Why Risk Detection Is Always One Step Behind

At this point, it’s safe to assume that no system, device or database is completely safe from hackers and attackers. A seemingly endless stream of news stories about breaches—and the increasingly nefarious methods used by cyber-criminals and state-sponsored terrorists—is nothing short of alarming.

“The reality,” says Jeremy Samide, CEO of security advisory firm Stealthcare, “is that bad actors are coordinating, communicating, selling information, and doing all sorts of other things in deep, dark places of the internet that nobody knows about.”

He reports that an estimated 27 percent of all cyber-attacks today go undetected. Various studies, including research from Ponemon Institute, have found that detecting incidents can sometimes extend to months or even years. Meanwhile, systems and data are at risk—or they have been compromised.

And the problem keeps getting scarier and bigger. In recent months, United Airlines and Delta Airlines have both experienced system outages. While neither admitted that the problem is due to a cyber-attack, security experts believe that there’s a reasonably good probability that these disruptions were caused by hackers.

In Delta’s case, four days of canceled and delayed flights topped out at around $100 million in lost revenue. Overall, about 2,300 flights were cancelled.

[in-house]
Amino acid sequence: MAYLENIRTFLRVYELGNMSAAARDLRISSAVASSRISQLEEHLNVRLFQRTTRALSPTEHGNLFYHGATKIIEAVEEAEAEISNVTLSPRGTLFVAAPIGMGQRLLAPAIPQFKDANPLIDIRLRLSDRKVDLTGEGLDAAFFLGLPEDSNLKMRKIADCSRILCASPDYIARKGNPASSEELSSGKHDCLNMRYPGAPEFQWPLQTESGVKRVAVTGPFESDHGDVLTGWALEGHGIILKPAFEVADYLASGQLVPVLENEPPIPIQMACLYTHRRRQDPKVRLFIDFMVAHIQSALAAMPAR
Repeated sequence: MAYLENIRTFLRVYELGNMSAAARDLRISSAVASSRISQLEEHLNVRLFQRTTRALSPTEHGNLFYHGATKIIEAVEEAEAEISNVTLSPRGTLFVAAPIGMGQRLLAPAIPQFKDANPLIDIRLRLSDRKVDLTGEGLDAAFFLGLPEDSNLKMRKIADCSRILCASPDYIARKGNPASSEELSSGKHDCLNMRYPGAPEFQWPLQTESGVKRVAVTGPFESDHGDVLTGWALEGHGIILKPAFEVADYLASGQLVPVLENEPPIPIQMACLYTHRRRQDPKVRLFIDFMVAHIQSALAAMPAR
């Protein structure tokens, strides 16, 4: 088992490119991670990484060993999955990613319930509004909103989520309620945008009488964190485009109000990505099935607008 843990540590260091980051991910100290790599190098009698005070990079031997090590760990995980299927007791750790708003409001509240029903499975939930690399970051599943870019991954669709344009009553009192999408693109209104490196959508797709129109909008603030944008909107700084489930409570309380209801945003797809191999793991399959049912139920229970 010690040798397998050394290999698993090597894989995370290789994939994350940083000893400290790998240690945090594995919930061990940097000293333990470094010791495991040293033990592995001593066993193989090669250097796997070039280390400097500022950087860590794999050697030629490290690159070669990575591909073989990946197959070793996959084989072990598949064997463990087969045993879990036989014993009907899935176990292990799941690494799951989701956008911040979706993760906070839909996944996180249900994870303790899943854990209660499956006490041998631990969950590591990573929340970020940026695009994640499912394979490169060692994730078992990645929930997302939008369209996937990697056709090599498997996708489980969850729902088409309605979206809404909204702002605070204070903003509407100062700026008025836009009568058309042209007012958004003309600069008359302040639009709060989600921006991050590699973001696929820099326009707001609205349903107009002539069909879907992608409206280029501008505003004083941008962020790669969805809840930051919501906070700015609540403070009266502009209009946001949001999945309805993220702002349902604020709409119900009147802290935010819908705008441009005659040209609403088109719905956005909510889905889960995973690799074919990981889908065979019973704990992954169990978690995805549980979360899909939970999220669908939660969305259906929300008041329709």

There’s also evidence that 911 emergency systems are at risk and that hackers have broken into election systems in Arizona and Illinois. CBS News reported that the Department of Homeland Security will soon send out an alert to election officials across the country about the intrusions, which may be originating from a foreign country.

The problem with today’s environment is that it’s a seemingly endless arms race. However, a blacklist can only catch what’s on the list. “The vector and specific threat changes and, as a result, the underlying risks detection methods are always one step behind,” Samide says.

The Enterprise Strategy Group has reported that only 29 percent of organizations monitor sensitive data access on a continuous basis.

AI and deep learning may offer some help but they remain in the early stages. For now, CIOs and other enterprise leaders must focus on a few key things. These include: keeping the board informed and involved; prioritizing data value and protecting it accordingly; using threat intelligence platforms that identify emerging risks in real-time; and educating employees.

The latter is absolutely critical. Employees open about 30 percent of all phishing e-mails, according to Verizon. Ponemon Institute research indicates that nearly two-thirds of breaches are caused by human error or system glitches.

Samuel Greengard
Samuel Greengard
Samuel Greengard writes about business, technology and other topics. His book, The Internet of Things (MIT Press) was released in the spring of 2015.

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